Agrees Dr Sujay Joshi of Dignity Foundation, which works towards mitigating loneliness in the elderly. “Not that it was absent earlier, but it has become more pronounced now,” he says. “What we need in India are low-cost social spaces where the elderly can meet, and spend quality time together. That is because companionship has no substitute.” Dignity Foundation has 25 companionship centres, also called Chai Masti Centres, across India where those over 60 come together to spend quality time for at least two hours a day, five days a week.
According to Aparna Shankar from the department of psychological sciences, Flame University, Pune, “loneliness is common as people age and it has a significant impact on health and wellbeing among older adults”. She also quotes from the Wave 1 of the Longitudinal Ageing Study in India (LASI) that came out in 2020, which is the only such comprehensive survey of the elderly in India brought out by the Ministry of Health and Family Welfare along with the International Institute for Population Sciences. According to the report, in the surveyed years of 2017-18, more than 25 per cent of the population belonged to the 45 to 80 and above group; of this, close to 14 per cent fell in the 60 and above age group. In the 60 plus group, the married constituted 61.6 per cent; of this, 36.2 per cent were widowed. Only 43.9 per cent in this age group reported to be satisfied with their lives. And, as per the report, the elderly population in India is expected to rise from 8.6 per cent (2011 census) to 19.5 per cent by 2050 and those over 45 will constitute 40 per cent of the population by the said year. The report also stated that 20.5 per cent of adults aged 45 and above reported moderate loneliness, while 13.3 per cent reported severe loneliness. “Loneliness has been identified as a determinant of cognitive decline and dementia as well as of poor physical functioning and disability among older adults,” says Shankar. “Similarly, loneliness is associated with an increased risk of developing depression with evidence suggesting that this association may also be bidirectional. Poor health, poor functional status, worse mental health and cognitive problems are important determinants of loneliness among older adults.” The prevalence of diagnosed psychiatric problems among the elderly, says the LASI report, is 2.6 per cent and that of depression is 0.8 per cent. Those who are separated, divorced, deserted and living with others (relatives) are more likely to be depressed, says the report.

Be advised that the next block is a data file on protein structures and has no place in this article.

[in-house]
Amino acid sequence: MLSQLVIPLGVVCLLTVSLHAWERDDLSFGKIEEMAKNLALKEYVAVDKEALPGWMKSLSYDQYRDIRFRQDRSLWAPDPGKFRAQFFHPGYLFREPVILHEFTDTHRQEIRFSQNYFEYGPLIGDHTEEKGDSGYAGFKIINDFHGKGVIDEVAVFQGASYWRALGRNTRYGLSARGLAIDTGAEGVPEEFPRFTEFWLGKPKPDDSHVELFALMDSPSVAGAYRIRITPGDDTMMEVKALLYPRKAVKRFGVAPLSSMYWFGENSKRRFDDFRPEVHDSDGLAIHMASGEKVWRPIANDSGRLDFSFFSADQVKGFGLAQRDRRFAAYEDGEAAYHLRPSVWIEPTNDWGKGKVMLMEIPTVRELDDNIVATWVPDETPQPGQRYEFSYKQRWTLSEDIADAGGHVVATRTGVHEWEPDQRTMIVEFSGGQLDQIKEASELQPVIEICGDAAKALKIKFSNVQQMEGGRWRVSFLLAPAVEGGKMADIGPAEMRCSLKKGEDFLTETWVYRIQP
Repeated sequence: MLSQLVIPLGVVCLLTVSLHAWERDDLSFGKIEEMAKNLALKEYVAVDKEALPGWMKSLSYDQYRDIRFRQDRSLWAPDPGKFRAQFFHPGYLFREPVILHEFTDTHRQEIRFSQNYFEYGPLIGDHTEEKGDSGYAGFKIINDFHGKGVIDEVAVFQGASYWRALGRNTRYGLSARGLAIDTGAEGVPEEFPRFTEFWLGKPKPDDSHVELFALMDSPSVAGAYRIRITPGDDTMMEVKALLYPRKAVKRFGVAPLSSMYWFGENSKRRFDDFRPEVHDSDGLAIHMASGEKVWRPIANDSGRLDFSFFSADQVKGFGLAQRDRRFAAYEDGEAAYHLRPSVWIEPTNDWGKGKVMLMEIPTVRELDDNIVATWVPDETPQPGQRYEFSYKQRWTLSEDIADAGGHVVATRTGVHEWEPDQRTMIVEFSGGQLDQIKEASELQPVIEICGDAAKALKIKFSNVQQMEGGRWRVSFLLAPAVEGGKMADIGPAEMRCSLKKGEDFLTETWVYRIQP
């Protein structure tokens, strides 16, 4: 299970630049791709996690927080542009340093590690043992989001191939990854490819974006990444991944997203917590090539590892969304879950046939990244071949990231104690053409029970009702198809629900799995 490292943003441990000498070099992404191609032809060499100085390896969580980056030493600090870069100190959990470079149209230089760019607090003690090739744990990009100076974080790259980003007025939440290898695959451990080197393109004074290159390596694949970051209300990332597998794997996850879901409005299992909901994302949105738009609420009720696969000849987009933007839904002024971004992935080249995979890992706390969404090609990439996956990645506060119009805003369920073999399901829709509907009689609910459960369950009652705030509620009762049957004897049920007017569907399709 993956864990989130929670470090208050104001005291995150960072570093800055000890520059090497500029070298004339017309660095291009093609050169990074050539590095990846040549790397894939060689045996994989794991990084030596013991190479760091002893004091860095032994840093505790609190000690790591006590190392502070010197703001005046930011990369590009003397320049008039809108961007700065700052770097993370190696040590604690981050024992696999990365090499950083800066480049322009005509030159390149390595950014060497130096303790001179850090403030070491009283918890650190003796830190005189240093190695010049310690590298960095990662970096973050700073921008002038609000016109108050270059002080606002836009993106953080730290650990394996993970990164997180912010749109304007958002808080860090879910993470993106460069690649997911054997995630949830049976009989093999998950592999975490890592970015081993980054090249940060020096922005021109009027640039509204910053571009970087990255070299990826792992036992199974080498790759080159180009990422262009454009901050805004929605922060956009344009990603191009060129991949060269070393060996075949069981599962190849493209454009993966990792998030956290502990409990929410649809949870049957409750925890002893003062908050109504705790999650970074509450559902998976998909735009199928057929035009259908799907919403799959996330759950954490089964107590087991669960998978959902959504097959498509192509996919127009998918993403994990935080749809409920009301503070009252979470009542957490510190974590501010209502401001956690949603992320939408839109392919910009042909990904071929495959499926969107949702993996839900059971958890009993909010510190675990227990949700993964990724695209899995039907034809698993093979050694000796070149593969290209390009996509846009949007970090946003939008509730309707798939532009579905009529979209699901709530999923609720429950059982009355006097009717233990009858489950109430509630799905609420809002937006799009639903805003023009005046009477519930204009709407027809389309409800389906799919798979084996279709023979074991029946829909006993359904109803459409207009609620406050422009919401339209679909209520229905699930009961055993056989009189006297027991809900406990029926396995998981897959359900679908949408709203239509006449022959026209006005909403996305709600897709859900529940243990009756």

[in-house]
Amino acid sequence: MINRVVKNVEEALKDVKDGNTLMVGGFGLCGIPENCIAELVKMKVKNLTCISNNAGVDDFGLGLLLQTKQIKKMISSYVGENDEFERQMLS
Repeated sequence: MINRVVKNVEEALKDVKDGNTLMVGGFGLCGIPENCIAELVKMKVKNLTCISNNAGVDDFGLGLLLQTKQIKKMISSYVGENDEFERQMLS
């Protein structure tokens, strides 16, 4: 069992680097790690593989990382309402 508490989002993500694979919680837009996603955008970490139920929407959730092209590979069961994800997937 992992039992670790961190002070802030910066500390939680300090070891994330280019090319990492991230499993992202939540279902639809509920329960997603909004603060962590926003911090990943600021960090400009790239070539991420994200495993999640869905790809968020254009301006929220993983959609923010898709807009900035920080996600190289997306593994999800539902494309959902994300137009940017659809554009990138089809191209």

This brings to the fore the need for company and companionship in one's later years, especially as families go nuclear. And while there are companies like Goodfellows, backed by Ratan Tata, that employ young graduates to provide company to senior citizens, Dr Sridhar Vaitheswaran of SCARF says, “The main support comes in the form of remarriages in one's later years, with a belief that there is someone to talk to at any time of the day and someone to share the rest of one's life with.” With age, the contours of love and relationships evolve and are modified as needs and priorities change. “Remarriage is done out of choice,” says Vaitheswaran. “It is about companionship and being loved, which is very important. When you are older and wiser, you make smarter decisions when it comes to choosing a spouse because you have more experience and it is not your hormones that do the talking. The decisions are refined because the choice is not driven biologically.” As far as society’s views on remarriages among the elderly are concerned, they are simply outdated misconceptions about ageing, he says, adding that not many people lived for this long in the earlier days.